Photo from Running Competitor.
The Oscar Pistorius debate will soon be the conversation of every dinner table as the 2012 Summer Olympics nears closer. The Huffington Post published a poll/article questioning whether or not his prosthetic limbs give him an advantage or not. The comments run the gamut from (and I’m paraphrasing) “they aren’t his legs” and “we have to draw the line somewhere” to “shame on you for wanting to hold him back”. I have written about Pistorius briefly with regard to technology in sport but I think what sport ethicist and philosopher, Ivo van Hilvoorde, stated in the Huffington Post article is a great topic for discussion. He said “We are used to thinking of disabled as less, but it could be the other way around. Oscar Pistorius is a nice example of this.”
I don’t want to get into the debate of what happens when prosthetics become better than human legs. I want to discuss the idea of thinking of disabled as less and how Pistorius shatters this notion. The normalization of disability is, in my opinion, the value of Pistorius’ success. Persons with disabilities are supposed to be less able than “regular/normal” people. They are supposed to need help and assistance. We are supposed to pity them. We are supposed to be grateful that we are not them. We are supposed to be inspired by those who do not let their disability impede their lives, but when someone’s disability is not longer a disability that is when it becomes controversial.
Michel Foucault wrote about bio-power, which can generally be explained as the allure and creation of ‘normal’. The medical profession is a great example of bio-power at work. Normal heart rate, normal body weight, normal height for your age development, normal sexual function. Normal. Normal. Normal. Normal. Anything outside of the realm of normal, which is usually pretty limited, is termed abnormal. Anything abnormal should want to strive to become normal. No one and nothing wants to reside in abnormal; that in itself is abnormal. Everything in life has this normalization and it has become institutionalized. In school, a C is average. In economic development, a country is considered developed (normal) or developing (abnormal). In society, a “normal” family consists of a man, a woman and their children. A family missing any of these components is abnormal. In sport, we are taught correct technique (the normal way) and we ridicule and scrutinize those with abnormal technique. It is a power that looms over us without us recognizing it. We especially don’t think about it if we are lucky enough to be considered “normal”.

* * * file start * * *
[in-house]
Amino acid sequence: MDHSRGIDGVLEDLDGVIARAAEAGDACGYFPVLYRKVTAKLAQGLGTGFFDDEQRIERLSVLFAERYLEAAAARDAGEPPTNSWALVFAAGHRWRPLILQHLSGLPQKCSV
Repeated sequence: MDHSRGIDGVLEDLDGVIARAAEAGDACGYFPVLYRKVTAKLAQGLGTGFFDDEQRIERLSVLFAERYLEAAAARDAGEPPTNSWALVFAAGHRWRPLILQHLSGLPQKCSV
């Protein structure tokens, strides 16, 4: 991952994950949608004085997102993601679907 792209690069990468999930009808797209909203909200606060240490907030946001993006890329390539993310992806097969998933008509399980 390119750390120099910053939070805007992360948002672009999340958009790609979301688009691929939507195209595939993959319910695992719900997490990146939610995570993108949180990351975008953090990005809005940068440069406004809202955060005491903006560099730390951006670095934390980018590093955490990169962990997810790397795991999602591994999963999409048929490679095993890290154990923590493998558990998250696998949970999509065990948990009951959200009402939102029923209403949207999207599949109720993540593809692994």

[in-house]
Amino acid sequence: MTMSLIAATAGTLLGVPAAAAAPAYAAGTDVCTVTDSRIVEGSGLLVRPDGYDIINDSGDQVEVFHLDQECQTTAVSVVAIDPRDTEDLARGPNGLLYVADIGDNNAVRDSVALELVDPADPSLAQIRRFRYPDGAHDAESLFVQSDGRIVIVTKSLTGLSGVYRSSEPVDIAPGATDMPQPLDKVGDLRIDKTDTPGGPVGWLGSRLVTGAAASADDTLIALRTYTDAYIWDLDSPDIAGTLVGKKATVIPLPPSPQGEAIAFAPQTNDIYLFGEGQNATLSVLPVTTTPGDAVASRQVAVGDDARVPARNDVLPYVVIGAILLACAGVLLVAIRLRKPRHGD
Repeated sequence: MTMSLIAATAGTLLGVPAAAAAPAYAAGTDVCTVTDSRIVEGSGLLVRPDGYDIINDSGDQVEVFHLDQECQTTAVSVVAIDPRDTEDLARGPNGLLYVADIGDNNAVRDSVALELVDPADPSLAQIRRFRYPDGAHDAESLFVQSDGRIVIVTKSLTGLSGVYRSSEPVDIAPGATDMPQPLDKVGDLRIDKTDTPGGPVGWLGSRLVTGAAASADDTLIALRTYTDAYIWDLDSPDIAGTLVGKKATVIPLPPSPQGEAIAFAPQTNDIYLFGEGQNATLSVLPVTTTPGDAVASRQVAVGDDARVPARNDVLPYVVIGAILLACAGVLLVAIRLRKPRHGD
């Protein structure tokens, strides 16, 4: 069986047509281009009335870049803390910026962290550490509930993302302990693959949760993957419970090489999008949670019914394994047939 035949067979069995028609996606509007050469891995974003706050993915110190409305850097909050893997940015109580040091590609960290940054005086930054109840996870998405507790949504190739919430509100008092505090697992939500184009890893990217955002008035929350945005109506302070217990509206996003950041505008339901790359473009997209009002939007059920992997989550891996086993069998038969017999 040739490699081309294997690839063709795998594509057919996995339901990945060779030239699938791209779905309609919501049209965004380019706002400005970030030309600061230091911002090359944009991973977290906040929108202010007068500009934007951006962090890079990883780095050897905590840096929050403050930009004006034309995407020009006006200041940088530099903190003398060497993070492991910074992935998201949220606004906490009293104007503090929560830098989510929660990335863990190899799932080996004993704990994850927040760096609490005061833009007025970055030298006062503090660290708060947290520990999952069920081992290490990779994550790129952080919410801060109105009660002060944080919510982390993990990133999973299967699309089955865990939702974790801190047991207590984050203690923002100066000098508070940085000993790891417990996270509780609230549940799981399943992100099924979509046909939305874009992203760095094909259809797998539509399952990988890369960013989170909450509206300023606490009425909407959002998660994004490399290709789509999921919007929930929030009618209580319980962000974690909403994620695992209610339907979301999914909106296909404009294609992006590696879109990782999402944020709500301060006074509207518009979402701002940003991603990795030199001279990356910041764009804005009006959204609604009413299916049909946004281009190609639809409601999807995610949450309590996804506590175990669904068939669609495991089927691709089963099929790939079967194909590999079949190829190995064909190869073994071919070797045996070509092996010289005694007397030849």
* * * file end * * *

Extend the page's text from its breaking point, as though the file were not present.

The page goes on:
Back to Pistorius. The man has no legs. How in the world is this an advantage? If anything, his fancy prostheses level the playing field so that he can compete with legged folk. So are we saying that technology is okay when it pushes the boundaries of the human body but not okay when it facilitates high performance inclusion? Space age materials are allowed in tennis racquets, skis and golf clubs. Companies spend millions of dollars every year designing shoes, clothing, and all sorts of gear that make us better than we actually are so why are Pistorius’ prostheses any different? One Huffington Post commenter wrote, “that’s why we have the Paralympics.” Actually, I’m pretty sure we have the Paralympics because those athletes are largely considered less-than and not better than. It’s the idea of separate but equal. You can sit there but you can’t sit here. Sport is full of technological and physiological advantages and disadvantages. If Pistorius can’t race with “normal” humans then I’m waiting for the NHL to say that Zdeno Chara is too tall and strong to play hockey with the regular sized humans. Tell me gay men have an unfair advantage in figure skating. The fear is that the abnormal is infiltrating our notion of normal. Sure, he wasn’t born with those “legs” but shorter tennis players often use longer racquets to make up for their lack of reach. They weren’t born with those racquets either and no one calls them out for cheating or redefining boundaries.
How dare we compete alongside a person with a disability because what should happen if we lose to a man with no legs? Just as a woman beating a man at a man’s game is unacceptable to the “natural” world order, so too is a man with no legs running faster than a man with two legs. If Pistorius’ prostheses were pirate peg-legs and he was able to run the same times he does now would anyone complain? If he were able to run on his two hands as fast as others could run on their two legs would we stop him? I doubt it, but maybe we would. Do we object to the technology he is using or to the inclusion of the man himself? Isn’t the real problem that Pistorius is supposed to one of ‘them’ and not one of ‘us’?Powered by Sidelines